Finance Ministers from the wealthy G7 nations announced on June 5 support for an international corporate tax rate of at least 15 percent backed by a global, U.S.-sponsored proposal for deterring global corporate and Big Tech tax avoidance.
The move will seek to substantiate President Joe Biden’s original plan to raise levies on U.S. companies from 21 to 28 percent to pay for his $6 trillion trio of socialist-style spending bills.
The two-day meeting took place in London with Finance ministers of the G7 nations. The group of 7 allies includes Canada, France, Germany, Italy, Japan, the UK, and the United States. An official statement stated that the group “commits to a global minimum tax of at least 15 percent on a country by country basis.”
U.S. Treasury Secretary Janet Yellen hailed what she called an “unprecedented commitment,” stating that a global minimum tax “would end the race to the bottom in corporate taxation.” Yellen added that the minimum tax agreement would “help the global economy thrive by leveling the playing field for businesses and encouraging countries to compete on positive bases.”
Italian Finance Minister Daniele Franco said he would hold more discussions concerning the tax plan when G20 finance executives meet in Venice in July, according to Bloomberg.
The G20 has promised to continue to offer support to “the poorest and most vulnerable countries as they address health and economic challenges associated with COVID-19.”
Huge support from Facebook for the corporate tax hike
Facebook also has proved to be a huge supporter of the move regardless of the prospect of having to pay more tax. Nick Clegg, Vice President of Global Affairs, tweeted that the company wanted “the international tax reform process to succeed and recognize this could mean…paying more tax, and in different places.”
According to press information released after the meeting, Britain’s Treasury said that “the largest and most profitable multinationals will be required to pay tax in the countries where they operate — and not just where they have their headquarters.”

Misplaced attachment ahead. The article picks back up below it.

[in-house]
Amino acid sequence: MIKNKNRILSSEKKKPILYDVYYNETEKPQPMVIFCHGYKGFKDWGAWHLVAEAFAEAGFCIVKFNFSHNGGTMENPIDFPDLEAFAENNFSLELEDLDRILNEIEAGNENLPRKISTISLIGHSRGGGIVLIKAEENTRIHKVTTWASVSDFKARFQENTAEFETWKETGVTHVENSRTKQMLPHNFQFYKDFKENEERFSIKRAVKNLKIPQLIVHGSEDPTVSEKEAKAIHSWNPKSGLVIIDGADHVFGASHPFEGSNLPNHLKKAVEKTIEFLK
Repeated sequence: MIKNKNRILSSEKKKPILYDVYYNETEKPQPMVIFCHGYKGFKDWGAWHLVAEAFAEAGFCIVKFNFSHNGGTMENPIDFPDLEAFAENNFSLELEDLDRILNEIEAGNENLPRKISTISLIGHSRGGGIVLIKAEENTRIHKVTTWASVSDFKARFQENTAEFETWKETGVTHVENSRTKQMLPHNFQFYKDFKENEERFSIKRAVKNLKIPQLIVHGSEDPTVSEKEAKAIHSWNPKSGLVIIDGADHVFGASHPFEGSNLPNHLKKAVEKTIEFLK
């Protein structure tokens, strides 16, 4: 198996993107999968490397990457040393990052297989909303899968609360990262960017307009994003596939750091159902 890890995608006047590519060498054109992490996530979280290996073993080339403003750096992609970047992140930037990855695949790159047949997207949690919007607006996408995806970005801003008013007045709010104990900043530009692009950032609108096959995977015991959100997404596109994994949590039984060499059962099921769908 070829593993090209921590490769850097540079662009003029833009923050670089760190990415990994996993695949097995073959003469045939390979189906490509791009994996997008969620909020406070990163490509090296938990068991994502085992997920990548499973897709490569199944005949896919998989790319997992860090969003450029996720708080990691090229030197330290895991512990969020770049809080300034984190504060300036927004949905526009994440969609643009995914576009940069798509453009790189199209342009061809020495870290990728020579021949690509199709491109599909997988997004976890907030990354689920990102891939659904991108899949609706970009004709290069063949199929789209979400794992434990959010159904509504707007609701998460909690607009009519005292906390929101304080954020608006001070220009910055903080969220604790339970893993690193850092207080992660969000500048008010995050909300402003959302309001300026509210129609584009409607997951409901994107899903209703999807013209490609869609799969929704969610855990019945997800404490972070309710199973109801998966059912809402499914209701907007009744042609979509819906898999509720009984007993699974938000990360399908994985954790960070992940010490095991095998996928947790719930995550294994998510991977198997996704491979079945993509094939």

British Chancellor Rishi Sunak expressed satisfaction at what he called “a historic agreement to reform the global tax system,” saying the G7 had made the system “fit for the global digital age.” Sunak thanked his counterparts for clinching “a deal of historic significance.”
Notwithstanding, the push for a 15 percent global minimum could still fail. Organization for Economic Cooperation and Development representatives still have to solve contention from low-tax governments. Ireland, which has a corporate tax rate of only 12.5 percent, has expressed reservations about the G7’s plan. Hungary is even lower at 9%.
Dublin’s Finance Ministry said in a statement last month said the country actually risks losing 2 billion Euros annually if a tax hike is enacted.
Yellen claimed instead that, “The post-pandemic world must be fairer in particular with regard to international taxation.”
But for a country such as Hungary, such a policy will prove a setback as the country attracts corporations through its low tax rate and “will lose their advantage over countries that are not on the path to tax cuts,” the Finance Ministry said in a news release titled Joe Biden Would Raise Taxes With Us Too.
On Monday, Rep. Kevin Brady (R-TX) said that President Joe Biden’s tax rates on companies and the wealthy are nonstarters.
“I’m not sure we should be compromising by making America dramatically less competitive than our global competitors,” he said on CNBC’s Squawk Box.
Raising the corporate tax rate alone “makes America nearly dead last competitively and will drive jobs overseas, so I’m not sure we should be compromising by making America dramatically less competitive than our global competitors,” he said.
On June 5, former President Trump criticized Democrats at the North Carolina Republican State Convention held in Greenville for “attempting to pass” the largest tax hike in American history, saying that the move will affect every American citizen. Trump warned that the rich will simply go to other countries and several companies will also move operations to other nations to escape high taxes.